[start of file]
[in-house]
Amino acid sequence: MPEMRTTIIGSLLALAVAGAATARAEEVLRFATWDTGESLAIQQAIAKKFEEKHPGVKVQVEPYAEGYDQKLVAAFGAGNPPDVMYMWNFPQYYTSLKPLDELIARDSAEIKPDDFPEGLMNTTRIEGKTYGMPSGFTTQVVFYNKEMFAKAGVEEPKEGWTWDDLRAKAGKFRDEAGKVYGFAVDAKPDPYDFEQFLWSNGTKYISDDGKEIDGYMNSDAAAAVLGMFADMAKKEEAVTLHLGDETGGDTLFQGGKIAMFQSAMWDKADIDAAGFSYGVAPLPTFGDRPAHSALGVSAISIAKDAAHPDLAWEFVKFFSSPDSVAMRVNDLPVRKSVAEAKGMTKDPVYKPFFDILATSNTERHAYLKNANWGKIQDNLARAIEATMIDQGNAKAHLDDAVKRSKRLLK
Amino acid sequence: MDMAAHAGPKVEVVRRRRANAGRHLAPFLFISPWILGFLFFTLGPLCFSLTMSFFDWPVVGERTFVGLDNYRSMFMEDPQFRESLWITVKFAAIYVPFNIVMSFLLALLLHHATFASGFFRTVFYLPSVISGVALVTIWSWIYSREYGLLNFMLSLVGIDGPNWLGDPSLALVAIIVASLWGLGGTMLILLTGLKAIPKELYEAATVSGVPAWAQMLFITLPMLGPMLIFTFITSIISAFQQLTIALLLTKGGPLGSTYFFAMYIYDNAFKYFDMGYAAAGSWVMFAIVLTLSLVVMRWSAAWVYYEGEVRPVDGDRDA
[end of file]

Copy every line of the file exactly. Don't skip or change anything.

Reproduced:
[in-house]
Amino acid sequence: MPEMRTTIIGSLLALAVAGAATARAEEVLRFATWDTGESLAIQQAIAKKFEEKHPGVKVQVEPYAEGYDQKLVAAFGAGNPPDVMYMWNFPQYYTSLKPLDELIARDSAEIKPDDFPEGLMNTTRIEGKTYGMPSGFTTQVVFYNKEMFAKAGVEEPKEGWTWDDLRAKAGKFRDEAGKVYGFAVDAKPDPYDFEQFLWSNGTKYISDDGKEIDGYMNSDAAAAVLGMFADMAKKEEAVTLHLGDETGGDTLFQGGKIAMFQSAMWDKADIDAAGFSYGVAPLPTFGDRPAHSALGVSAISIAKDAAHPDLAWEFVKFFSSPDSVAMRVNDLPVRKSVAEAKGMTKDPVYKPFFDILATSNTERHAYLKNANWGKIQDNLARAIEATMIDQGNAKAHLDDAVKRSKRLLK
Amino acid sequence: MDMAAHAGPKVEVVRRRRANAGRHLAPFLFISPWILGFLFFTLGPLCFSLTMSFFDWPVVGERTFVGLDNYRSMFMEDPQFRESLWITVKFAAIYVPFNIVMSFLLALLLHHATFASGFFRTVFYLPSVISGVALVTIWSWIYSREYGLLNFMLSLVGIDGPNWLGDPSLALVAIIVASLWGLGGTMLILLTGLKAIPKELYEAATVSGVPAWAQMLFITLPMLGPMLIFTFITSIISAFQQLTIALLLTKGGPLGSTYFFAMYIYDNAFKYFDMGYAAAGSWVMFAIVLTLSLVVMRWSAAWVYYEGEVRPVDGDRDA